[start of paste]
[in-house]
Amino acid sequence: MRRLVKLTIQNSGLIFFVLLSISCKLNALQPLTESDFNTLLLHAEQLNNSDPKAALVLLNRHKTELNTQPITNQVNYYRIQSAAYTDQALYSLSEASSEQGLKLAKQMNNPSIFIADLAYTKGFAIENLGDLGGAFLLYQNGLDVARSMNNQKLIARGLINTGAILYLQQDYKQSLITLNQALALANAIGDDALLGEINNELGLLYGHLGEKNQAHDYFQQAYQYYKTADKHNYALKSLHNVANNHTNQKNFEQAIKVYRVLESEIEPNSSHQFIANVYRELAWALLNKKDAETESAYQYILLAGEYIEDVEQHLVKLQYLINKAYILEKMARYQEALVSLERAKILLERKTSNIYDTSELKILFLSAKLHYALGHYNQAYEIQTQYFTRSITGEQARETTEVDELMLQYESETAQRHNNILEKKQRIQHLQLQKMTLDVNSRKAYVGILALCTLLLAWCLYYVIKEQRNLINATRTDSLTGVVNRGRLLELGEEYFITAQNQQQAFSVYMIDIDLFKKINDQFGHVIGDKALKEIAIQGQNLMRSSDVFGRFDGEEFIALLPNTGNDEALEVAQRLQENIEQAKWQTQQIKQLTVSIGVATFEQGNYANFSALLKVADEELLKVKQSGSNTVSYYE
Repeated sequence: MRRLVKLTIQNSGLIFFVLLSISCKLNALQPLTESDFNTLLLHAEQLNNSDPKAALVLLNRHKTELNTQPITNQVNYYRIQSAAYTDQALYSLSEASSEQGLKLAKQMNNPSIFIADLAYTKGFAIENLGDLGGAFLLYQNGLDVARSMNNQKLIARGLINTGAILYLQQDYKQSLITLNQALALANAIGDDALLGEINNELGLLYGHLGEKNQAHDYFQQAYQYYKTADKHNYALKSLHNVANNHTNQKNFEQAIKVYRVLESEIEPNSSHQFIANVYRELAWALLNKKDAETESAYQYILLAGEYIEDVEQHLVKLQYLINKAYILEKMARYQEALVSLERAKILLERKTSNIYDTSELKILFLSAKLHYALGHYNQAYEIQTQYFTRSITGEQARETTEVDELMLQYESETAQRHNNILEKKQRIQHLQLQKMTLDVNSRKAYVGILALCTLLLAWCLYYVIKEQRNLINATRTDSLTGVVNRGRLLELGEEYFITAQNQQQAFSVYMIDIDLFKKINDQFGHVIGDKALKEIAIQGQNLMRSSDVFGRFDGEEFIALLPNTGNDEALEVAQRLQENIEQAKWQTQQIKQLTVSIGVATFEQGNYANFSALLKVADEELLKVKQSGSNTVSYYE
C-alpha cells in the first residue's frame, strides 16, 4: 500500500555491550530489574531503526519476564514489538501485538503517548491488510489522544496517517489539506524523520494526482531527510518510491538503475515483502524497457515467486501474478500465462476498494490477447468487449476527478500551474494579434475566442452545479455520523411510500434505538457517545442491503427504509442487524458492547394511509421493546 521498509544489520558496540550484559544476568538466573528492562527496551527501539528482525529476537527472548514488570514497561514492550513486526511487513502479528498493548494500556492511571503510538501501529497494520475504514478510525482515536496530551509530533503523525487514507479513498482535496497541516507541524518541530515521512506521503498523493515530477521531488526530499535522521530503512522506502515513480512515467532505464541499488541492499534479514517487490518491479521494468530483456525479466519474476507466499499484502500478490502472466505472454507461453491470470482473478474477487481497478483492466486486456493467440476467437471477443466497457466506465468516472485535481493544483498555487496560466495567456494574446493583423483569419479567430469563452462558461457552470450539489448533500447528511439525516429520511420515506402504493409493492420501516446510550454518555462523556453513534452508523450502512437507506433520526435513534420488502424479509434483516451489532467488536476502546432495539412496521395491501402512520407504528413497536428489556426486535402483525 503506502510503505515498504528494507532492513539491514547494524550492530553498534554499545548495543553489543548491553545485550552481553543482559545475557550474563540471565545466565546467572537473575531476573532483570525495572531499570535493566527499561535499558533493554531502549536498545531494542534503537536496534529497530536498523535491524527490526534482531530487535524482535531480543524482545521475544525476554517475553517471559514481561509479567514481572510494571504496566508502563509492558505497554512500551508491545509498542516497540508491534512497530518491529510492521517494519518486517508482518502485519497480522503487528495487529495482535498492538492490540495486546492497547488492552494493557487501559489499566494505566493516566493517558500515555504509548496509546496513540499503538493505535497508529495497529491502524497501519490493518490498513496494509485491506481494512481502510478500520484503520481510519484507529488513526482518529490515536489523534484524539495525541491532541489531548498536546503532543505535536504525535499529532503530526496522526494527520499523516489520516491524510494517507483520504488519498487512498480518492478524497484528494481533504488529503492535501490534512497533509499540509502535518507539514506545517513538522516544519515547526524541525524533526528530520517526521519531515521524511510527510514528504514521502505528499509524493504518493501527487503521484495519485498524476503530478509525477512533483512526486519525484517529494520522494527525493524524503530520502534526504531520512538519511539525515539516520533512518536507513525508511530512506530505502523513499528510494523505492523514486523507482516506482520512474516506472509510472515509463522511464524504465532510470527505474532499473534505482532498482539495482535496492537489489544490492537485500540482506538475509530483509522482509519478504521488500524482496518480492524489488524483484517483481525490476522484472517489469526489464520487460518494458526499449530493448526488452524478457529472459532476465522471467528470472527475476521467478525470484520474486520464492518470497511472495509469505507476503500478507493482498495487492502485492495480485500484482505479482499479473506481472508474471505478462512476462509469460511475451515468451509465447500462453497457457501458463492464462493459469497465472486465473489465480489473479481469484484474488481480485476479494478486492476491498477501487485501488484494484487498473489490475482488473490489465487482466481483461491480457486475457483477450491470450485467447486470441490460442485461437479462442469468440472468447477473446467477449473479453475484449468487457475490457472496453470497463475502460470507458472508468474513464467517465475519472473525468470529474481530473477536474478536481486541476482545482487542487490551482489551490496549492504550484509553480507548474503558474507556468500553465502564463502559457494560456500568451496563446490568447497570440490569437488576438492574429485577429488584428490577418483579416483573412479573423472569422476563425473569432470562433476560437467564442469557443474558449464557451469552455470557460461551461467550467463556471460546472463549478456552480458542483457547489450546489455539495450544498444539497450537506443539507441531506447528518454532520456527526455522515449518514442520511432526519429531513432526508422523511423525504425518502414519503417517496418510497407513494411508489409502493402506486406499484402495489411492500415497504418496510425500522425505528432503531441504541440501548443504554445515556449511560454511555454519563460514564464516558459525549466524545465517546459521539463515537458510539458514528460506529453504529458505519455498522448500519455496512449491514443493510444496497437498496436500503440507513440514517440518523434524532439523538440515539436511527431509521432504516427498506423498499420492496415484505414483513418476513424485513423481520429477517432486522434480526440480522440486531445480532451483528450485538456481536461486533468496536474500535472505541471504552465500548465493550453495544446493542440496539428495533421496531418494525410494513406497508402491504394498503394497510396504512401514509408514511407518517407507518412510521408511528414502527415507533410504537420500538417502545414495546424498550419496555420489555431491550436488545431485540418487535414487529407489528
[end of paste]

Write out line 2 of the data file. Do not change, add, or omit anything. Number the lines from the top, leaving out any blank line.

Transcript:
Amino acid sequence: MRRLVKLTIQNSGLIFFVLLSISCKLNALQPLTESDFNTLLLHAEQLNNSDPKAALVLLNRHKTELNTQPITNQVNYYRIQSAAYTDQALYSLSEASSEQGLKLAKQMNNPSIFIADLAYTKGFAIENLGDLGGAFLLYQNGLDVARSMNNQKLIARGLINTGAILYLQQDYKQSLITLNQALALANAIGDDALLGEINNELGLLYGHLGEKNQAHDYFQQAYQYYKTADKHNYALKSLHNVANNHTNQKNFEQAIKVYRVLESEIEPNSSHQFIANVYRELAWALLNKKDAETESAYQYILLAGEYIEDVEQHLVKLQYLINKAYILEKMARYQEALVSLERAKILLERKTSNIYDTSELKILFLSAKLHYALGHYNQAYEIQTQYFTRSITGEQARETTEVDELMLQYESETAQRHNNILEKKQRIQHLQLQKMTLDVNSRKAYVGILALCTLLLAWCLYYVIKEQRNLINATRTDSLTGVVNRGRLLELGEEYFITAQNQQQAFSVYMIDIDLFKKINDQFGHVIGDKALKEIAIQGQNLMRSSDVFGRFDGEEFIALLPNTGNDEALEVAQRLQENIEQAKWQTQQIKQLTVSIGVATFEQGNYANFSALLKVADEELLKVKQSGSNTVSYYE